Since then the count met with the king's Secretary, who informed the king of everything and received as reply an order to write to France and to make representations to the ambassador here. Three days later he saw him and complained in the name of His Majesty that Rambouillet wished to force the duke contrary to the promise made that the recall had been issued simply for the sake of appearances and without any effect. He urged him to write earnestly to His Most Christian Majesty, and that he will also write in the king's name. He did this later, and in one or two days he will leave for the court. He wrote that the count had been with Rich negotiating for levies, and had found him very willing. He spoke about some other matter in his instructions and begged for the payment of the money, which has been actually made. The king's secretary has raised no doubt about the execution of the command for the 4,000 foot and added that the king thinks of going to 8,000 and an expenditure of 400,000 crowns; that a smaller help would not be in keeping with the greatness of the king of Great Britain. He concluded by saying that the present week will show whether the agreement between Brandenburg and Neuburg will be effected or no, and what is of more importance, whether the Spaniards will give up Wesel or show themselves unwilling to do so; that if they refuse, His Majesty will openly declare war with Spain and give public assistance to the duke; otherwise he will help with money alone, allowing him to obtain troops, munitions, ships and whatever he pleases in these kingdoms. The count pointed out the negotiations in Italy for peace made by his master and that soon the decision about Cleves will be here, from which a great alteration will arise in the quantity and method of the assistance. He asked Rich to keep captains ready to effect his levies and is waiting four days, which will decide everything.
London, the 28 November, 1614.
[Italian.]
Nov. 28. Senato, Secreta. Dispacci, Inghilterra. Venetian Archives.515. Antonio Foscarini, Venetian Ambassador in England, to the Doge and Senate.
So far the king has not received any news about the affairs of Cleves, and as twelve days have passed since the presentation of the letters to Neuburg with the proposals of the ambassadors in the form of a provisional agreement, leaving only four days for its ratification or for their departure, there has been plenty of time for receiving the final reply and decision. This causes astonishment here and gives rise to the suspicion that the delay is due to Spain, and they believe more than ever in the difficulty of arriving at a settlement. The king's secretary said that he had letters from Holland that all negotiations for an accommodation were as good as broken off. He is a person of importance, who may be trusted.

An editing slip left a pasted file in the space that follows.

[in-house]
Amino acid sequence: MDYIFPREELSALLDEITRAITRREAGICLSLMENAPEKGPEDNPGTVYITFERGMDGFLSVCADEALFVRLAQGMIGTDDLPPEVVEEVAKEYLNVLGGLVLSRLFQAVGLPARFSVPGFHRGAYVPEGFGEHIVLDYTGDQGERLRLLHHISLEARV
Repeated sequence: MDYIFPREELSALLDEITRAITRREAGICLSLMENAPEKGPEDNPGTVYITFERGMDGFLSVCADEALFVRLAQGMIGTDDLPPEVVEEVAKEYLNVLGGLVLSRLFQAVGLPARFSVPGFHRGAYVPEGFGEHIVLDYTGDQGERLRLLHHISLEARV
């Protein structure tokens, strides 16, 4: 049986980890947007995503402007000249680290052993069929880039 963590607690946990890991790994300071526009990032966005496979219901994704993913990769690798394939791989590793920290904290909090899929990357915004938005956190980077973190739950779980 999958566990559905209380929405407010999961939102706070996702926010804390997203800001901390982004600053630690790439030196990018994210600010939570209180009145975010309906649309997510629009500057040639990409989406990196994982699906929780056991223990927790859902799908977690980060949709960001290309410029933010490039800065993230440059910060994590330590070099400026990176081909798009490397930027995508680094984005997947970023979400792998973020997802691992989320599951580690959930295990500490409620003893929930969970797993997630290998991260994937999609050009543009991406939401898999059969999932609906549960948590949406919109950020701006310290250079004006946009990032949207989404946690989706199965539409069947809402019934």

The ambassador of the States informed Scarnafes yesterday that he had written to his masters in conformity with the orders given him by the king, that they should help the duke. He afterwards told him that the minister of the emperor had required of the States the demolition of part of a fort built by them, 24 years ago, partly in their territory and partly in territory in relation with the empire, where His Majesty will not suffer that fort to remain. He said that the States most decidedly would not do this, and expressed an opinion that this intimation was due to the offices of Spain.
The king has let it be known that if news does not arrive this week of the agreement and speedy restitution of Wesel, he will consider everything as broken off and will turn his thoughts to war. Three royal ships have been armed with 700 men in each, and as many more are being made ready.
The king's ambassador has left to return to his charge in Spain. He makes the voyage by sea and carries instructions to make complaints upon matters touching the interests of merchants.
The ambassador in France writes to the king that the two ministers who wish to effectuate the marriages with Spain are endeavouring in the queen's name to induce the States to demand their completion as being useful to the realm. That of the three members which constitute the estates, the clergy, nobility and third estate, the first, owing to various interests inclines to the marriages, and the third also, composed of people who enjoy the offices and who do not desire any reform; but that the nobility does not agree, and considers it disadvantageous to conclude distant marriages, especially in the case of the king, as the Infanta is deprived of the right of succession which belongs to her by birth and by the laws of Spain, and which has never been denied in any other marriage with any small prince whatsoever.
The Catholic ambassador has told me that, after the conclusion of the marriages with France, whether the affair turns out well or ill, his king will maintain his part till such time as France thinks it convenient, and the queen will certainly do the same; that they will take place and it is impossible to assert the contrary.